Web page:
With around six months left for the Uttar Pradesh Assembly elections, it is a new generation of leaders that is preparing to lead the political campaign, paving the way for a new look politics in the state.

Leading from the front is Congress General Secretary Priyanka Gandhi Vadra who faces the uphill task of reviving a near defunct party. Priyanka will not contest the Assembly elections but there is no doubt that she will design an aggressive campaign for her party.

Under her leadership the Congress will try to catch the proverbial bull by its horns and her direct and aggressive style of campaigning is bound to unnerve her opponents to an extent.

Another new generation politician who will be leading his party into the electoral arena is Jayant Chaudhary, president of the Rashtriya Lok Dal (RLD).

For Jayant, this is his first independent election when he will not have the guidance of his father, Chaudhary Ajit Singh, who succumbed to Covid in May this year.

The scales, however, are tipping in his favour because of his proactive role in the ongoing farmers’ agitation and the overwhelming support that he has been receiving from his Jat community.

Aditya Yadav, son of Samajwadi Party (SP) leader Shivpal Singh Yadav, will be contesting his maiden election in 2022 though his choice of constituency is not yet decided.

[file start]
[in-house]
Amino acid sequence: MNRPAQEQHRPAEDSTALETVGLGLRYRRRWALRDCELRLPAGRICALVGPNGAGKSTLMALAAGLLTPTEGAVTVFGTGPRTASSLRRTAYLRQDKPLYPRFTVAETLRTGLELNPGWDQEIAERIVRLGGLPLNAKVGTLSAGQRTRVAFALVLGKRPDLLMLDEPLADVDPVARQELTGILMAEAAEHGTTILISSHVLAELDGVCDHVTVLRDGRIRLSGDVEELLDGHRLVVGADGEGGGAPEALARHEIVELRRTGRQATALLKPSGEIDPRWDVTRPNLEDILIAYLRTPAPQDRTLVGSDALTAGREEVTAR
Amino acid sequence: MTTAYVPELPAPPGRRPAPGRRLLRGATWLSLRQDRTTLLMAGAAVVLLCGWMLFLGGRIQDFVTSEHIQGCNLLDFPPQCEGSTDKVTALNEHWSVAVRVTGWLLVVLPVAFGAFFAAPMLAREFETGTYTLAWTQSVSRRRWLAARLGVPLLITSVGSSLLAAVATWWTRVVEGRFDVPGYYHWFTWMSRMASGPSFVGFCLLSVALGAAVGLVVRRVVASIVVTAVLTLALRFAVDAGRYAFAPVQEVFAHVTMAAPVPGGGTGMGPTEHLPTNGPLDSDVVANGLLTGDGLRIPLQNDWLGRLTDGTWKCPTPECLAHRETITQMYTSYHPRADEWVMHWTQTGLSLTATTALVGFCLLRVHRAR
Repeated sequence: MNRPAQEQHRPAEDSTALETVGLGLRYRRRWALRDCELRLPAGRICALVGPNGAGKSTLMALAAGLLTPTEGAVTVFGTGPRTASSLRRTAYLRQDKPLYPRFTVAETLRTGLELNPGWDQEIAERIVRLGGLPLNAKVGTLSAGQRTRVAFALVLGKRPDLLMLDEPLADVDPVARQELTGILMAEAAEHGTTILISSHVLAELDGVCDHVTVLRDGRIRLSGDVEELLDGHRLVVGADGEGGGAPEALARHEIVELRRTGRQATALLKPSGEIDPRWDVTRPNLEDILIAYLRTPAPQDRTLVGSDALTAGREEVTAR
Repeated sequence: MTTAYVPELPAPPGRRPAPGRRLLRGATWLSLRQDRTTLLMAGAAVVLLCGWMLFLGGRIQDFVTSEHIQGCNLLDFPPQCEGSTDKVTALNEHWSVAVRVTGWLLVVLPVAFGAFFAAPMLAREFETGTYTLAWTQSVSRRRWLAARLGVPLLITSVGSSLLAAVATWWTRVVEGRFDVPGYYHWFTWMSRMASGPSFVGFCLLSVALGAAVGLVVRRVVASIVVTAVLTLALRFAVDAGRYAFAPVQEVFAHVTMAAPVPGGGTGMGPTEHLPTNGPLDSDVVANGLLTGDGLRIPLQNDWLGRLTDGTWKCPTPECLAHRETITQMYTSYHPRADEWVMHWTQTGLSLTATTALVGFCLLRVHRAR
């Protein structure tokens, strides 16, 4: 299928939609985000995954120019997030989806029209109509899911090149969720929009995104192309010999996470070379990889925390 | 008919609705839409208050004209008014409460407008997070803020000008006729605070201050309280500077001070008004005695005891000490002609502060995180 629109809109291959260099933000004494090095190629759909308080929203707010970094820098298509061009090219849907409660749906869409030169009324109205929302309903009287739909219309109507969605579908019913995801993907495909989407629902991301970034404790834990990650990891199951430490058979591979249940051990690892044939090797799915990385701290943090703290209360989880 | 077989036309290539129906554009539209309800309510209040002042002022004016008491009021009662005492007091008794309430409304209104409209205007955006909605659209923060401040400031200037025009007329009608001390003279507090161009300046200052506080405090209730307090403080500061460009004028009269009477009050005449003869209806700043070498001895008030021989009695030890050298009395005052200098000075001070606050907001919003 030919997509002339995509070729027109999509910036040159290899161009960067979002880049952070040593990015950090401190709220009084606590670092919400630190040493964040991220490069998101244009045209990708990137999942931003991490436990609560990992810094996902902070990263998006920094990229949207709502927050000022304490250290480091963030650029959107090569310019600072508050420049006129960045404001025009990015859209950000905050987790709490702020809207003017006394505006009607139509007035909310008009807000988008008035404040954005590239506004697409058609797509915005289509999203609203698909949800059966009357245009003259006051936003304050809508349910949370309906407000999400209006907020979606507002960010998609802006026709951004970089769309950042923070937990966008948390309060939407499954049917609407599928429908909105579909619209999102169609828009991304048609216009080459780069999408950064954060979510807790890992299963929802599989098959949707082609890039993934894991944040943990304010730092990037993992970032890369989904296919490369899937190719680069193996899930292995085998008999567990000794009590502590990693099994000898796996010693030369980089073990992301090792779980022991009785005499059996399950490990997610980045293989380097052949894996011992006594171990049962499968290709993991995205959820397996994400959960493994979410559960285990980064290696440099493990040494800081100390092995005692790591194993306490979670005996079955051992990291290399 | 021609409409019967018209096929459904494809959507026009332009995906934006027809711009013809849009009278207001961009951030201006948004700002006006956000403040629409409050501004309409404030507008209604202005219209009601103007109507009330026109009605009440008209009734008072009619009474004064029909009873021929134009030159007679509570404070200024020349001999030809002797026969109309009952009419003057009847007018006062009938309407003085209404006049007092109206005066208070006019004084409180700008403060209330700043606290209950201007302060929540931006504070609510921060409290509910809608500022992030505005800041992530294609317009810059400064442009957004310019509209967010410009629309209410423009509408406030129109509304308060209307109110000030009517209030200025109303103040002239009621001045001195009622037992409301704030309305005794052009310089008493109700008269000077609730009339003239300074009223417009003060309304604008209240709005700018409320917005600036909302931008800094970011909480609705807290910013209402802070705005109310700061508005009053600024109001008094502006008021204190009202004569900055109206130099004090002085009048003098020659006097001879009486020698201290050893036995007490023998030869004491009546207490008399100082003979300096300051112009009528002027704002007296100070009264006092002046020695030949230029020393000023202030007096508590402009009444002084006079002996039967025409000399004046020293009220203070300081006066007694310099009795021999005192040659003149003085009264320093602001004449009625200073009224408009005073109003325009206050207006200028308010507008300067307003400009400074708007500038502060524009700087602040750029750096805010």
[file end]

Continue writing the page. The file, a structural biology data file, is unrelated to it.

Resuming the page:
Aditya was scheduled to debut in electoral politics in 2017 but the family feud that almost split the Samajwadi Party vertically, made him put off his plans.

A quiet and unobtrusive leader, Aditya has been learning organisational skills form his father Shivpal Yadav and is his most trusted backroom boy.

Chandra Shekhar Azad, head of the Bhim Army that will be contesting the UP elections under the name of Azad Samaj Party, is another young politician to mark his debut in the state.

The 34-year-old Dalit activist has already plunged headlong into the campaign and his cycle yatras are criss-crossing the state these days.

Chandra Shekhar’s aides say that he may not contest the elections this time but will ensure that his party gets ample Dalit support — a move that could be directly detrimental to the interests of the Bahujan Samaj Party.

While the BJP will also be fielding several new candidates, (including sons and daughters of senior leaders) after replacing sitting legislators, the party is apparently not worried about the onslaught of young leaders from other parties.

“New faces cannot bring a change. The BJP has been working on the ground and people know what our governments have done for them. These new faces can grab eyeballs but not votes, ” said state BJP vice president Vijay Bahadur Pathak.

SP spokesperson Juhie Singh, however, said the change was an ongoing process and with the entry of new faces, new leaders would bring a change in the political scenario.

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